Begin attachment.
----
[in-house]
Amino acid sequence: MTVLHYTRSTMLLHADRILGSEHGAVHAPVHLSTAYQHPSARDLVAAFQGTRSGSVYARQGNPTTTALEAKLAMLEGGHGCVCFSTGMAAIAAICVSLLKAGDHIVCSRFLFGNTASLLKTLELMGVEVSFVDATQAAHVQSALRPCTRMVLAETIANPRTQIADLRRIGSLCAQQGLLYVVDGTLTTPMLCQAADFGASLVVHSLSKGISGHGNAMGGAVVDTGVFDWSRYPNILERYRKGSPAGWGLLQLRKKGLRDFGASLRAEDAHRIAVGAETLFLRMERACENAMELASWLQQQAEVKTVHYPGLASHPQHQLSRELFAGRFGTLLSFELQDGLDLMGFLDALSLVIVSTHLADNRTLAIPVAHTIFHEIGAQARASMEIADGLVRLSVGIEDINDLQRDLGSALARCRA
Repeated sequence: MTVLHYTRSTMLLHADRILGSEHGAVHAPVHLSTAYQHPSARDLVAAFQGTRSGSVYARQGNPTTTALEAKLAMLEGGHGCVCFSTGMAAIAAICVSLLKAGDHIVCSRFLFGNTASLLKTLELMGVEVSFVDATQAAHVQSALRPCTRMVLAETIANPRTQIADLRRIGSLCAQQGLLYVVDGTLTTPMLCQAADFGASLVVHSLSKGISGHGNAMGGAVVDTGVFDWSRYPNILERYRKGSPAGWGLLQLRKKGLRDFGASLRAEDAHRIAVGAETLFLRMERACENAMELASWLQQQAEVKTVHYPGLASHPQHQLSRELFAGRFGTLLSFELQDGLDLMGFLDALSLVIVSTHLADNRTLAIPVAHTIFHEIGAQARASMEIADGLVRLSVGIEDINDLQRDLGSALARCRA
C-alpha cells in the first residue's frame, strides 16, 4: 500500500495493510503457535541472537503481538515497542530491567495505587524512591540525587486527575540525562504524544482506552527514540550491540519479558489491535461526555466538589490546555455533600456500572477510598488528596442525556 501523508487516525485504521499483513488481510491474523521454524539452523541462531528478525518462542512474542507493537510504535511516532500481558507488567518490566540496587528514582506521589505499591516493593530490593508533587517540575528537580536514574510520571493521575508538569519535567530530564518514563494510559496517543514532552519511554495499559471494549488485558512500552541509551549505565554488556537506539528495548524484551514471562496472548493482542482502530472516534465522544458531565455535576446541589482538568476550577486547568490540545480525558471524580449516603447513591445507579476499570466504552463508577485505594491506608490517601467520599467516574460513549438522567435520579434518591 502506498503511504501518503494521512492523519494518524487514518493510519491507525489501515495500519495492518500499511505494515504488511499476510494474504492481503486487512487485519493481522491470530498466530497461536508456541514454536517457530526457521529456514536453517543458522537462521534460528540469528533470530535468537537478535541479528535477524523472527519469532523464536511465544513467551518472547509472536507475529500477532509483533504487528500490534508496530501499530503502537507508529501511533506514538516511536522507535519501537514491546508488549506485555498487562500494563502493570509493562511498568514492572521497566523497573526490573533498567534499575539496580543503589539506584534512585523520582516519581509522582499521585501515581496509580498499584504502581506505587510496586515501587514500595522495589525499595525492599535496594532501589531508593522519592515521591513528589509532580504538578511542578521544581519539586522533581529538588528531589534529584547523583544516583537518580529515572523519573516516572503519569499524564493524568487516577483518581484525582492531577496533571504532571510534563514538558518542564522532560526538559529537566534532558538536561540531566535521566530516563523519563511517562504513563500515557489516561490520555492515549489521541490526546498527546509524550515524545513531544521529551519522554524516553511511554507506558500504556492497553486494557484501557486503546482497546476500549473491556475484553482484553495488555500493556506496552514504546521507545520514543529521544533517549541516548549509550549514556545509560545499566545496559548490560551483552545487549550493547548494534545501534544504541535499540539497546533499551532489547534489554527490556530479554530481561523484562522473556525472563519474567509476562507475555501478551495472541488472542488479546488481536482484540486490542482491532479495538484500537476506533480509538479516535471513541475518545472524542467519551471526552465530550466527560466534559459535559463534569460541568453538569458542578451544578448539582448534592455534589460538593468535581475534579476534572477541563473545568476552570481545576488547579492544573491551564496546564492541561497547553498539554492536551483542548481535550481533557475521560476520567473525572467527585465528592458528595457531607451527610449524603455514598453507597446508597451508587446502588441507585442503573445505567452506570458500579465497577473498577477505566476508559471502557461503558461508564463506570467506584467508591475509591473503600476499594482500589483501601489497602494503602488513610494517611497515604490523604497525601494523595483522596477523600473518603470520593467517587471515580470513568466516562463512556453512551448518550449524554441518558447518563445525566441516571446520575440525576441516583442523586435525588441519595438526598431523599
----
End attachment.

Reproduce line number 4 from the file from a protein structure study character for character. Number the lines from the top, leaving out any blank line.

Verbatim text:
C-alpha cells in the first residue's frame, strides 16, 4: 500500500495493510503457535541472537503481538515497542530491567495505587524512591540525587486527575540525562504524544482506552527514540550491540519479558489491535461526555466538589490546555455533600456500572477510598488528596442525556 501523508487516525485504521499483513488481510491474523521454524539452523541462531528478525518462542512474542507493537510504535511516532500481558507488567518490566540496587528514582506521589505499591516493593530490593508533587517540575528537580536514574510520571493521575508538569519535567530530564518514563494510559496517543514532552519511554495499559471494549488485558512500552541509551549505565554488556537506539528495548524484551514471562496472548493482542482502530472516534465522544458531565455535576446541589482538568476550577486547568490540545480525558471524580449516603447513591445507579476499570466504552463508577485505594491506608490517601467520599467516574460513549438522567435520579434518591 502506498503511504501518503494521512492523519494518524487514518493510519491507525489501515495500519495492518500499511505494515504488511499476510494474504492481503486487512487485519493481522491470530498466530497461536508456541514454536517457530526457521529456514536453517543458522537462521534460528540469528533470530535468537537478535541479528535477524523472527519469532523464536511465544513467551518472547509472536507475529500477532509483533504487528500490534508496530501499530503502537507508529501511533506514538516511536522507535519501537514491546508488549506485555498487562500494563502493570509493562511498568514492572521497566523497573526490573533498567534499575539496580543503589539506584534512585523520582516519581509522582499521585501515581496509580498499584504502581506505587510496586515501587514500595522495589525499595525492599535496594532501589531508593522519592515521591513528589509532580504538578511542578521544581519539586522533581529538588528531589534529584547523583544516583537518580529515572523519573516516572503519569499524564493524568487516577483518581484525582492531577496533571504532571510534563514538558518542564522532560526538559529537566534532558538536561540531566535521566530516563523519563511517562504513563500515557489516561490520555492515549489521541490526546498527546509524550515524545513531544521529551519522554524516553511511554507506558500504556492497553486494557484501557486503546482497546476500549473491556475484553482484553495488555500493556506496552514504546521507545520514543529521544533517549541516548549509550549514556545509560545499566545496559548490560551483552545487549550493547548494534545501534544504541535499540539497546533499551532489547534489554527490556530479554530481561523484562522473556525472563519474567509476562507475555501478551495472541488472542488479546488481536482484540486490542482491532479495538484500537476506533480509538479516535471513541475518545472524542467519551471526552465530550466527560466534559459535559463534569460541568453538569458542578451544578448539582448534592455534589460538593468535581475534579476534572477541563473545568476552570481545576488547579492544573491551564496546564492541561497547553498539554492536551483542548481535550481533557475521560476520567473525572467527585465528592458528595457531607451527610449524603455514598453507597446508597451508587446502588441507585442503573445505567452506570458500579465497577473498577477505566476508559471502557461503558461508564463506570467506584467508591475509591473503600476499594482500589483501601489497602494503602488513610494517611497515604490523604497525601494523595483522596477523600473518603470520593467517587471515580470513568466516562463512556453512551448518550449524554441518558447518563445525566441516571446520575440525576441516583442523586435525588441519595438526598431523599